Bulgarians have an ambiguous attitude to democracy

An Open Society survey presented to the public on 7 June shows that Bulgarians’ attitude to democracy is ambiguous. Around one third of respondents do not think that democracy is the best form of government. The share of people who say there is no better alternative continues high, though it has dropped by 7 percent down to 45 percent over the past three years.

The survey was presented at the opening of the Active Citizens Fund in Bulgaria. The Fund is part of the European Economic Area (EEA) financial mechanism, and it will be used by the donor countries – Norway, Iceland and Liechtenstein – to support citizens’ initiatives aimed at promoting democratic participation, active citizenship, human rights and empowerment of vulnerable social groups.

The results of another major survey were presented a week ago – the European Values Study. According to this study, more than 82 percent of respondents in Bulgaria say that democracy is a “very good” or “fairly good” form of government. The conclusion drawn then was that, on the whole, Bulgarians like democracy but their confidence in democratic institutions is comparatively low. More than two thirds of respondents are still certain that their fundamental civil rights are protected, around 75 percent do not expect to wind up in jail without trial or sentence next year and 67 percent say they are not likely to be the victim of police brutality.

According to the Open Society survey however, the majority of Bulgarians regard representative democracy and equality before the law as an unfinished project. Large portions of society do not think they are represented at the elected state or local authorities, are not members of any party or organization and do not agree with the assertion that the laws in the country are applied equally to each member of society. A mere 8 percent of Bulgarians agree that the laws are applied in equal measure to everyone, while almost ten times as many disagree. No more than one third of the respondents say that the laws are fair, double that number say they are not. Only 14 percent agree that the laws are clear and understandable, 67 percent say they are not.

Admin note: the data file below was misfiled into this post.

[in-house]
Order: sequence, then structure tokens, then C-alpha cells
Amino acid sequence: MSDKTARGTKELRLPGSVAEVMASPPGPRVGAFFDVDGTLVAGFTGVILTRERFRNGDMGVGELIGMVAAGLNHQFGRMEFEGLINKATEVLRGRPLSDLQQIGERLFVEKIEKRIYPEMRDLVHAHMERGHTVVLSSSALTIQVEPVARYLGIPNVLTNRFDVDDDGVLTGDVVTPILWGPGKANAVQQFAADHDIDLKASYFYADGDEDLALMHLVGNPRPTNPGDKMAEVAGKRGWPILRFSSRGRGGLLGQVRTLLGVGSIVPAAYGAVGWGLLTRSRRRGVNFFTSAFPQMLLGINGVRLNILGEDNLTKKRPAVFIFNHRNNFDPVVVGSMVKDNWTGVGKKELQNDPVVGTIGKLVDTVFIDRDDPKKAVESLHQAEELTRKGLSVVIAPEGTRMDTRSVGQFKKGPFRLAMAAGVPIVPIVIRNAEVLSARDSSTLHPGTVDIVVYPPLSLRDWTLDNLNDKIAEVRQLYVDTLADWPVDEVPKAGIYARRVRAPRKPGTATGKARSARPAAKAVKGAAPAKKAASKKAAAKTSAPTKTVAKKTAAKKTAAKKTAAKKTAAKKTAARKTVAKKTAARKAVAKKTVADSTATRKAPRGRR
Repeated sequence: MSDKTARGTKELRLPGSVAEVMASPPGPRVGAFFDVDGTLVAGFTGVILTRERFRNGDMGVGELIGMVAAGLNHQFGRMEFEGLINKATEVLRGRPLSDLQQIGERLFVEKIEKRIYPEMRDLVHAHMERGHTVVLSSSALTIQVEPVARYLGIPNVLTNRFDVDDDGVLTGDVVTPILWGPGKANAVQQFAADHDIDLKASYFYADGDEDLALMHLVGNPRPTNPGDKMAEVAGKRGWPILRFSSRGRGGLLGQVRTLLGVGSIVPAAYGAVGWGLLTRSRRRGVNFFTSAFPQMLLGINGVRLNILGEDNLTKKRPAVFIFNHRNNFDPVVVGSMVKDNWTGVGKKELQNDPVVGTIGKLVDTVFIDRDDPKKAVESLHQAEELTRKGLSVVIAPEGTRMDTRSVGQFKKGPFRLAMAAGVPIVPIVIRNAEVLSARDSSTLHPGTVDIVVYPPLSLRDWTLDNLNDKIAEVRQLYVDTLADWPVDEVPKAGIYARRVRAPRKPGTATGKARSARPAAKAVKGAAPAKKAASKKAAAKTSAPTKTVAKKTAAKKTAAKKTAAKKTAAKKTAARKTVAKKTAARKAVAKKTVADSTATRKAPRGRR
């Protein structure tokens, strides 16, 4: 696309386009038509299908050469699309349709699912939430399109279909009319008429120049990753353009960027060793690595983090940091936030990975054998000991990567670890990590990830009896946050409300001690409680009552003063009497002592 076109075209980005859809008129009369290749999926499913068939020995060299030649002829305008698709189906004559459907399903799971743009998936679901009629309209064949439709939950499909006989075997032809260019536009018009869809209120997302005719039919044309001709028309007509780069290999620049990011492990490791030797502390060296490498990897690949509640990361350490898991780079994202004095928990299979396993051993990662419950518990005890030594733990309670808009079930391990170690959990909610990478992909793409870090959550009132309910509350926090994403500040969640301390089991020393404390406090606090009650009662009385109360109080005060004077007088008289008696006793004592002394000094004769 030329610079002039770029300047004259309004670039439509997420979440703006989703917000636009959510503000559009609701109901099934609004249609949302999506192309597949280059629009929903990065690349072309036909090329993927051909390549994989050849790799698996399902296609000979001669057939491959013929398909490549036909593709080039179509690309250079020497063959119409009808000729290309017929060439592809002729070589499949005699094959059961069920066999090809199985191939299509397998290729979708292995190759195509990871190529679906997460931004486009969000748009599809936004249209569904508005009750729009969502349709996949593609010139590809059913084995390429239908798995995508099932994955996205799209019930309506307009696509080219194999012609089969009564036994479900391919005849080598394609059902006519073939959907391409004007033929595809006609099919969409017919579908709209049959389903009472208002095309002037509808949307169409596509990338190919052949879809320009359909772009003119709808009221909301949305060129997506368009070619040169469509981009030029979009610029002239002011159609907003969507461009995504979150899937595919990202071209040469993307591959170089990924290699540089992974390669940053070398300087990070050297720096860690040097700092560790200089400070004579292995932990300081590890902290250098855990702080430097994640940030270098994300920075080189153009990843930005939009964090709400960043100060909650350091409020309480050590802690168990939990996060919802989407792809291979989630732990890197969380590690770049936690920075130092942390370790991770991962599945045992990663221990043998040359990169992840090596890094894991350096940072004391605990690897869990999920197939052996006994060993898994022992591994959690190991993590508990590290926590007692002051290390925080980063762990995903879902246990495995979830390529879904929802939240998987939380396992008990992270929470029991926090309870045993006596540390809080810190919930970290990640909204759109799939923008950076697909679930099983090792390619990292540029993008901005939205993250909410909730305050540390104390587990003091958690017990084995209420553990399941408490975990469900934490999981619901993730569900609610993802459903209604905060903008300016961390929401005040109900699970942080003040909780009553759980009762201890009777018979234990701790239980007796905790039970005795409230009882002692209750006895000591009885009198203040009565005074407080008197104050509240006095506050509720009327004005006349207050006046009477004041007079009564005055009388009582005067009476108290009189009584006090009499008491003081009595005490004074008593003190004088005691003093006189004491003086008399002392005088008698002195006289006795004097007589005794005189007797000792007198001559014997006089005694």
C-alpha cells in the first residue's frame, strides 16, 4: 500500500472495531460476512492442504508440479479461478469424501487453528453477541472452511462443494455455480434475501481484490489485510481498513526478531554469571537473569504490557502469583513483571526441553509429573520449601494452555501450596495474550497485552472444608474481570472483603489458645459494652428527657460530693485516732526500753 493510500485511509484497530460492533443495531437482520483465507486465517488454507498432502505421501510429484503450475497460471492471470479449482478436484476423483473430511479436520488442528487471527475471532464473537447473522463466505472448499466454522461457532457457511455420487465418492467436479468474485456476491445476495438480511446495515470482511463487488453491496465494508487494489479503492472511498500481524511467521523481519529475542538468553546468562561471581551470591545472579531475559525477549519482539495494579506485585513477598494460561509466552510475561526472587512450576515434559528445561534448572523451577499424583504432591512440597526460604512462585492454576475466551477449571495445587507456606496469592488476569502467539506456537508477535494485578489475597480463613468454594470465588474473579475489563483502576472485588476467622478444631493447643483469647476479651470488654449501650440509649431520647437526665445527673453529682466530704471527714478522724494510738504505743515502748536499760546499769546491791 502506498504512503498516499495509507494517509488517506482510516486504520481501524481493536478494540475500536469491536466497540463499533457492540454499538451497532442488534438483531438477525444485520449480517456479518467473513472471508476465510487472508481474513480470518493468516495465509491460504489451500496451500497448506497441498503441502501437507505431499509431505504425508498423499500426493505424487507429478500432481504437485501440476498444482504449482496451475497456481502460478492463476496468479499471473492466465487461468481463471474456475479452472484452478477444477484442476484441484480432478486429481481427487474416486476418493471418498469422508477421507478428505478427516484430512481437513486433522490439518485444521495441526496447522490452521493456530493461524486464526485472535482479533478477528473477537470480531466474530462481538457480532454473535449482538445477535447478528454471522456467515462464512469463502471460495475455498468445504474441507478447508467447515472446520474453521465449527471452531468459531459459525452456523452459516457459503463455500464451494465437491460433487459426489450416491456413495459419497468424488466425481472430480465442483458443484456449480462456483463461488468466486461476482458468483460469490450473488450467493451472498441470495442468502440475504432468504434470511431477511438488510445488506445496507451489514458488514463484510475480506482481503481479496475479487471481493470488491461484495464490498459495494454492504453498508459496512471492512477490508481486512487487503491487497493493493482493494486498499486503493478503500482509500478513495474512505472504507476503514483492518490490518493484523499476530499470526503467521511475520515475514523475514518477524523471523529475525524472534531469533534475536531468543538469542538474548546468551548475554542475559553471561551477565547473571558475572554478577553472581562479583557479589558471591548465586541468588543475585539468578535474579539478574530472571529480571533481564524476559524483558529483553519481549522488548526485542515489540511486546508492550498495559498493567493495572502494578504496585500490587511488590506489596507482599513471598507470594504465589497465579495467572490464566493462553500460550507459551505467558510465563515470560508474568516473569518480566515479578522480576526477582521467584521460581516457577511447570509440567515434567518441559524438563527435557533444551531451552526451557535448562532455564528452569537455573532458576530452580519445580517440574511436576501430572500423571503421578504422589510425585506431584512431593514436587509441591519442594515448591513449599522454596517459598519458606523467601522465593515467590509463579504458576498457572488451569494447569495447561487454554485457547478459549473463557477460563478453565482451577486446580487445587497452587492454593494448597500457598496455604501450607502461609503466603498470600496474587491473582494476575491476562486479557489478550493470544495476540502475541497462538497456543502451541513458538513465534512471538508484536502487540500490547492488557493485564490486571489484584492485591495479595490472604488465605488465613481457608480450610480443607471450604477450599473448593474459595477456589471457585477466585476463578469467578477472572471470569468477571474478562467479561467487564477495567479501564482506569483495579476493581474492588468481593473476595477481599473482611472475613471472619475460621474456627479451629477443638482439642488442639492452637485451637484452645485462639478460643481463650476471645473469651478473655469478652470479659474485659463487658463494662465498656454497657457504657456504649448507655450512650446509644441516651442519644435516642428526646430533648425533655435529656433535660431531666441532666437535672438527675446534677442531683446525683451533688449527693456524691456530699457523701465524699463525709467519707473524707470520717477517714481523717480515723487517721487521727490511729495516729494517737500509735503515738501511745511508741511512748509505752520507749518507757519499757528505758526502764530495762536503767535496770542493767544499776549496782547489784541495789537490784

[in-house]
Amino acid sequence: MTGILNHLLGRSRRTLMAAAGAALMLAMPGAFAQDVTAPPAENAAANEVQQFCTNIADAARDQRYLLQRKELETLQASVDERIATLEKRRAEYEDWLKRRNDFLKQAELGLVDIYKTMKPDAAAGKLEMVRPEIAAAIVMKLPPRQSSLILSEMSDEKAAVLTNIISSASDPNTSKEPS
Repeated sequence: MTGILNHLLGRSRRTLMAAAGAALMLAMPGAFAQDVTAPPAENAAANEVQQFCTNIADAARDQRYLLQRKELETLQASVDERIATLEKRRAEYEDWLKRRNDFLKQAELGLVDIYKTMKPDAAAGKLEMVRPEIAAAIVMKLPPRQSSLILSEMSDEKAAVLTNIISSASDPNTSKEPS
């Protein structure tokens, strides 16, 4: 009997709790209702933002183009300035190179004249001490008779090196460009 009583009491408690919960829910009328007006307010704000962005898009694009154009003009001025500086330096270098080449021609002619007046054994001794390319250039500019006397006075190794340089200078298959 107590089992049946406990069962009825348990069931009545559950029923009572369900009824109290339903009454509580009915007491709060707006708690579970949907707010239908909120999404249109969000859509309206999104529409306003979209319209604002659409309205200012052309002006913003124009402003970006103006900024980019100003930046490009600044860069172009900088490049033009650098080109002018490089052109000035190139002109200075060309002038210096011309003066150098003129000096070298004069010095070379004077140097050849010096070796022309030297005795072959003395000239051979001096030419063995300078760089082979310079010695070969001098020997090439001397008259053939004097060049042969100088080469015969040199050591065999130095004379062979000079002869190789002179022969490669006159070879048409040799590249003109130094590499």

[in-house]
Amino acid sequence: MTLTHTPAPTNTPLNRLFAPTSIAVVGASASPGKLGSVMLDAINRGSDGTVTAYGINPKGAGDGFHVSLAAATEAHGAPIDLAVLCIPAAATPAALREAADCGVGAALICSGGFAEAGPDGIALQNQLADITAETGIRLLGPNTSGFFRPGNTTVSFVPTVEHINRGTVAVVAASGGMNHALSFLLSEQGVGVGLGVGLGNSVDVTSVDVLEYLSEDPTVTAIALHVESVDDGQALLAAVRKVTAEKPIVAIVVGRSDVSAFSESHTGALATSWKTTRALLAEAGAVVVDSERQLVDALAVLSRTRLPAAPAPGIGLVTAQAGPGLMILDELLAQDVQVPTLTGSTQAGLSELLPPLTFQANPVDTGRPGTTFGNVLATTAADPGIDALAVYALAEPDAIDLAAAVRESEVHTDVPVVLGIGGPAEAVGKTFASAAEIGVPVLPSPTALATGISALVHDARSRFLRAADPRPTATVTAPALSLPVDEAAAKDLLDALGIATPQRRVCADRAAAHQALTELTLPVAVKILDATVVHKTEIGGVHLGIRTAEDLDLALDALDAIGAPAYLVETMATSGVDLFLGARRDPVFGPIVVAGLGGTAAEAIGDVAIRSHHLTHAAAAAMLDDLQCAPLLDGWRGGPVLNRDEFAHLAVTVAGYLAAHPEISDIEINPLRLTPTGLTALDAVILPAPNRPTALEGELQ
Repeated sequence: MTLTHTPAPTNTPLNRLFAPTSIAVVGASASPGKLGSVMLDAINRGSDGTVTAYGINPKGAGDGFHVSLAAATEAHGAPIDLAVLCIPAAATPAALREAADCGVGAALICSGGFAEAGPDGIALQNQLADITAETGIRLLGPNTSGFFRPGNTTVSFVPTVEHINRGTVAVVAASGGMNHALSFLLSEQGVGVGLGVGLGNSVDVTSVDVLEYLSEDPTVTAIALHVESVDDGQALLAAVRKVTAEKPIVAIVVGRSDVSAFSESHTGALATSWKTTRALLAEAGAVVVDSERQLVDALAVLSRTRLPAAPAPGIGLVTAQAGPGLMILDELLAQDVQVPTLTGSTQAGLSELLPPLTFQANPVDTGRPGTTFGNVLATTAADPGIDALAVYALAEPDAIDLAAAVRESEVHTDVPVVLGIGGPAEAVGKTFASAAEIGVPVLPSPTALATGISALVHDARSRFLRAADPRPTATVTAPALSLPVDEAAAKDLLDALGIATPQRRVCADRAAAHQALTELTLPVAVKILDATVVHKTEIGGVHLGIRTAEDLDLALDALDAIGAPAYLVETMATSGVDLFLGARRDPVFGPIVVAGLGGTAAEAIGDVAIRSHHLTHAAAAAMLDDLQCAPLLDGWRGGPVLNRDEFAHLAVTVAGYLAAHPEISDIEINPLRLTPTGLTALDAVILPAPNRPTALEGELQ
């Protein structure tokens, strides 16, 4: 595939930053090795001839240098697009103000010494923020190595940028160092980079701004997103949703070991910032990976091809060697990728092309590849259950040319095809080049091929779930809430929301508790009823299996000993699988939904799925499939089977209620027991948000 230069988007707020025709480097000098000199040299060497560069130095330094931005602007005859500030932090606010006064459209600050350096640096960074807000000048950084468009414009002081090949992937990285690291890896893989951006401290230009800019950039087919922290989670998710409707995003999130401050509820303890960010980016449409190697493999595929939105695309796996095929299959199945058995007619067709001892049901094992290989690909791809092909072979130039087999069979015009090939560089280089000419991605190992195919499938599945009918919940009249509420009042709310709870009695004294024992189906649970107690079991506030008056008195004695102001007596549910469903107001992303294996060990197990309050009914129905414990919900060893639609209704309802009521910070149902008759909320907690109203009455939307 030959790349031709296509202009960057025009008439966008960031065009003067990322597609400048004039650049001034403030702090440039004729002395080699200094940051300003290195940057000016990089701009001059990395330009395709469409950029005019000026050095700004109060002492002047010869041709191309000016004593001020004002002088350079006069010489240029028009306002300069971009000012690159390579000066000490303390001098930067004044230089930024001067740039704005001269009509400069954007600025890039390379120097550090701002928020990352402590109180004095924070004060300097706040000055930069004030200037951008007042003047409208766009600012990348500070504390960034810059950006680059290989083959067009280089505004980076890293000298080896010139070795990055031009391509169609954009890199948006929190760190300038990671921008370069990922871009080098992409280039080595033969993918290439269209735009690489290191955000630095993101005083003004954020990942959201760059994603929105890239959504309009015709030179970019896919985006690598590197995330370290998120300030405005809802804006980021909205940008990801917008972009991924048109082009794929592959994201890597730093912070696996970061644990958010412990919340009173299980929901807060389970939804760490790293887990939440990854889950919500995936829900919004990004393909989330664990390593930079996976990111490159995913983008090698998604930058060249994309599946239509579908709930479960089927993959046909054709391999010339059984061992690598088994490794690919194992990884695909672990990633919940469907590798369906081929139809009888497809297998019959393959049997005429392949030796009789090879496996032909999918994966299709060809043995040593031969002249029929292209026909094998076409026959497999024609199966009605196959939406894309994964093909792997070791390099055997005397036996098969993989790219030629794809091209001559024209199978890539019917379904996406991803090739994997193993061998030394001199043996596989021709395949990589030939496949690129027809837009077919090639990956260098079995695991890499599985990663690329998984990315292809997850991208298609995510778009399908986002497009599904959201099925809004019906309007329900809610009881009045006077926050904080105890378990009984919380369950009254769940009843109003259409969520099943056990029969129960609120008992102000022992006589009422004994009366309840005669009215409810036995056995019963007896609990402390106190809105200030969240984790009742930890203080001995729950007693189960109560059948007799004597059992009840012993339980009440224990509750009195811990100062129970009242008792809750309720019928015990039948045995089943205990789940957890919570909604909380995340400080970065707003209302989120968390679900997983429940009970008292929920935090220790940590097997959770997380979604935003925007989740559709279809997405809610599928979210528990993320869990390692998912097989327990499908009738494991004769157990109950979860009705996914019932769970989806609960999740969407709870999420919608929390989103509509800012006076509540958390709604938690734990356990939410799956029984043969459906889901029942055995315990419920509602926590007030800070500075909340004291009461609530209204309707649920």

At the same time discrimination plays a considerable role. At local elections, for example, 70 percent say they would not vote for a mayoral candidate who is a Bulgarian citizen of Roma origin, 65 percent would not vote for a candidate who is gay, 63 percent would not vote for a candidate who is of Turkish origin, Open Society says. The survey results also indicate that citizens’ involvement in organized forms of community life continues negligible with 4 in 5 respondents stating they are not members of any public organization. Close to 22 percent say they have confidence in NGOs, 30 percent say they do not, and the biggest share – 48 percent state they cannot say.

Еditor: Stoimen Pavlov

English version: Milena Daynova

More from category

Balkan Developments

Agreement on name of Macedonia – welcomed by some, fiercely protested by others The Foreign Ministers of Macedonia and Greece Nikos Kotzias and Nikola Dimitrov signed an agreement on the new name of the Former Yugoslav Republic of Macedonia - the..

published on 6/18/18 12:19 PM

Rakia workshop or what we /don’t/ know about Bulgarian brandy

Bulgarian rakia /brandy/ is a traditional strong alcoholic beverage that is prepared via the distillation of fermented fruit, typical for other Balkan states as well. However, do Bulgarians themselves know how to combine the different kinds of..

published on 6/17/18 10:35 AM

Adelina Banakieva: It is about time the Bulgarian civil society started monitoring the social institutions

They call Adelina Banakieva the woman with a cause for a reason. She always gives a helping hand to children in need – when they cannot go to school, because they have no shoes, or live in abandoned old vehicles in the streets. Adelina..

published on 6/16/18 8:00 AM